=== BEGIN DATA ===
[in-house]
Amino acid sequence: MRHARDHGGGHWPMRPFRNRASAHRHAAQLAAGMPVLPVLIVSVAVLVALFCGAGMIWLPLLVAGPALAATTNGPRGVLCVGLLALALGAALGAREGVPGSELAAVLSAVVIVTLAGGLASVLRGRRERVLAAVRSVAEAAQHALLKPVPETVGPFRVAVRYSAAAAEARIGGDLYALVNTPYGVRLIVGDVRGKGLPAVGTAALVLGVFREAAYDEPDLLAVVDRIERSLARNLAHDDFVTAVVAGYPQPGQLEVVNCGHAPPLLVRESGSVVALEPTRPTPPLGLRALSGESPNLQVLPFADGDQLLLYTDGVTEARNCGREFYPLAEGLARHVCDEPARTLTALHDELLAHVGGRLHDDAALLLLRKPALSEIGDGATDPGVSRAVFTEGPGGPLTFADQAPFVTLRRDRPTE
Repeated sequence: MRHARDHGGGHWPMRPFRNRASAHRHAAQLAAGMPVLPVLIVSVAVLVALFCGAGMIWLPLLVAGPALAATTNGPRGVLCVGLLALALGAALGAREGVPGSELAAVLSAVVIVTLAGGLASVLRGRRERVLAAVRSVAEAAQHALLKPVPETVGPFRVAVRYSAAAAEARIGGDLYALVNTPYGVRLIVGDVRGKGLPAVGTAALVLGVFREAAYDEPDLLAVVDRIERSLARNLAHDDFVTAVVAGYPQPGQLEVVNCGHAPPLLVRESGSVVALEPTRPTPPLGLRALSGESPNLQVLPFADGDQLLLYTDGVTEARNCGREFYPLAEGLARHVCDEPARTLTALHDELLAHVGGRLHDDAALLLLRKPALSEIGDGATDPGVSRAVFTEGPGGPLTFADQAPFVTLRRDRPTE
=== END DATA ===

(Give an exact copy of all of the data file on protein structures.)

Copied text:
[in-house]
Amino acid sequence: MRHARDHGGGHWPMRPFRNRASAHRHAAQLAAGMPVLPVLIVSVAVLVALFCGAGMIWLPLLVAGPALAATTNGPRGVLCVGLLALALGAALGAREGVPGSELAAVLSAVVIVTLAGGLASVLRGRRERVLAAVRSVAEAAQHALLKPVPETVGPFRVAVRYSAAAAEARIGGDLYALVNTPYGVRLIVGDVRGKGLPAVGTAALVLGVFREAAYDEPDLLAVVDRIERSLARNLAHDDFVTAVVAGYPQPGQLEVVNCGHAPPLLVRESGSVVALEPTRPTPPLGLRALSGESPNLQVLPFADGDQLLLYTDGVTEARNCGREFYPLAEGLARHVCDEPARTLTALHDELLAHVGGRLHDDAALLLLRKPALSEIGDGATDPGVSRAVFTEGPGGPLTFADQAPFVTLRRDRPTE
Repeated sequence: MRHARDHGGGHWPMRPFRNRASAHRHAAQLAAGMPVLPVLIVSVAVLVALFCGAGMIWLPLLVAGPALAATTNGPRGVLCVGLLALALGAALGAREGVPGSELAAVLSAVVIVTLAGGLASVLRGRRERVLAAVRSVAEAAQHALLKPVPETVGPFRVAVRYSAAAAEARIGGDLYALVNTPYGVRLIVGDVRGKGLPAVGTAALVLGVFREAAYDEPDLLAVVDRIERSLARNLAHDDFVTAVVAGYPQPGQLEVVNCGHAPPLLVRESGSVVALEPTRPTPPLGLRALSGESPNLQVLPFADGDQLLLYTDGVTEARNCGREFYPLAEGLARHVCDEPARTLTALHDELLAHVGGRLHDDAALLLLRKPALSEIGDGATDPGVSRAVFTEGPGGPLTFADQAPFVTLRRDRPTE